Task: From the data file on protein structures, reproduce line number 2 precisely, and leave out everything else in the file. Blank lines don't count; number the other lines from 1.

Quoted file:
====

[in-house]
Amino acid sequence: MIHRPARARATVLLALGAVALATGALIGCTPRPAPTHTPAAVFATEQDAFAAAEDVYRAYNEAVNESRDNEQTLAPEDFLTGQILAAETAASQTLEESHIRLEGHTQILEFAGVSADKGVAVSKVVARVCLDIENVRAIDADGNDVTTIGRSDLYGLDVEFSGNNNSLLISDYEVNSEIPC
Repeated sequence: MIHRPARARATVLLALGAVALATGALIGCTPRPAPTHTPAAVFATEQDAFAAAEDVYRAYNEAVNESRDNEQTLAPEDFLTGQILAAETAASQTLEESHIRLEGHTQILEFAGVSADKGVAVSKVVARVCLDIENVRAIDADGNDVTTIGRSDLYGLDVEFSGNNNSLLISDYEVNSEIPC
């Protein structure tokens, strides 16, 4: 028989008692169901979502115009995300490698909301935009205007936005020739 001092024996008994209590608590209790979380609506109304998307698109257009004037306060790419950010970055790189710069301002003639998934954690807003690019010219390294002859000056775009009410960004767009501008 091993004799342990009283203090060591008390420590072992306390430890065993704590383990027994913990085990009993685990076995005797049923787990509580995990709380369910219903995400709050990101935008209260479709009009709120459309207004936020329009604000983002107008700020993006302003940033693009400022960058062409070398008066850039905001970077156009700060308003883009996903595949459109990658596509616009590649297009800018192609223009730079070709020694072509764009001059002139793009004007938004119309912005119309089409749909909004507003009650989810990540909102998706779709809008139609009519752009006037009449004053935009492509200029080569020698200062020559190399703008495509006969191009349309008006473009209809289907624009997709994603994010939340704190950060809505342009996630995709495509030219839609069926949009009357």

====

Amino acid sequence: MIHRPARARATVLLALGAVALATGALIGCTPRPAPTHTPAAVFATEQDAFAAAEDVYRAYNEAVNESRDNEQTLAPEDFLTGQILAAETAASQTLEESHIRLEGHTQILEFAGVSADKGVAVSKVVARVCLDIENVRAIDADGNDVTTIGRSDLYGLDVEFSGNNNSLLISDYEVNSEIPC